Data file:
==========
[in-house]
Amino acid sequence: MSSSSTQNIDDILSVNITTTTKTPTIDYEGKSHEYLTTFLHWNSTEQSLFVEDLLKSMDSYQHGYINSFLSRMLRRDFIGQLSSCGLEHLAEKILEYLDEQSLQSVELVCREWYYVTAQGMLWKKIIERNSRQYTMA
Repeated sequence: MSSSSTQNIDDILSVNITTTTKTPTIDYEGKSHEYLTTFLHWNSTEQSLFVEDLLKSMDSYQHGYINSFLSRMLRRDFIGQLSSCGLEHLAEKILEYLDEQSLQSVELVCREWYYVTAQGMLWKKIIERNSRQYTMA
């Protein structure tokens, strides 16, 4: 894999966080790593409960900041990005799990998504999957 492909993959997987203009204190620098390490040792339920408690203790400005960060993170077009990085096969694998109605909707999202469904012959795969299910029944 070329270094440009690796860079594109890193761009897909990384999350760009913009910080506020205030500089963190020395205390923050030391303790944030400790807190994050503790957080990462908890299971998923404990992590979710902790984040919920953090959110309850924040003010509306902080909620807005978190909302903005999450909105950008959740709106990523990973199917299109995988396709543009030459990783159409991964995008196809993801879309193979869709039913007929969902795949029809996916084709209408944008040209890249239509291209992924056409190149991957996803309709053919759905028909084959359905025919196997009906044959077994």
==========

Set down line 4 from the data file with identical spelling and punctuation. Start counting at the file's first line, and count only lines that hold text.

């Protein structure tokens, strides 16, 4: 894999966080790593409960900041990005799990998504999957 492909993959997987203009204190620098390490040792339920408690203790400005960060993170077009990085096969694998109605909707999202469904012959795969299910029944 070329270094440009690796860079594109890193761009897909990384999350760009913009910080506020205030500089963190020395205390923050030391303790944030400790807190994050503790957080990462908890299971998923404990992590979710902790984040919920953090959110309850924040003010509306902080909620807005978190909302903005999450909105950008959740709106990523990973199917299109995988396709543009030459990783159409991964995008196809993801879309193979869709039913007929969902795949029809996916084709209408944008040209890249239509291209992924056409190149991957996803309709053919759905028909084959359905025919196997009906044959077994």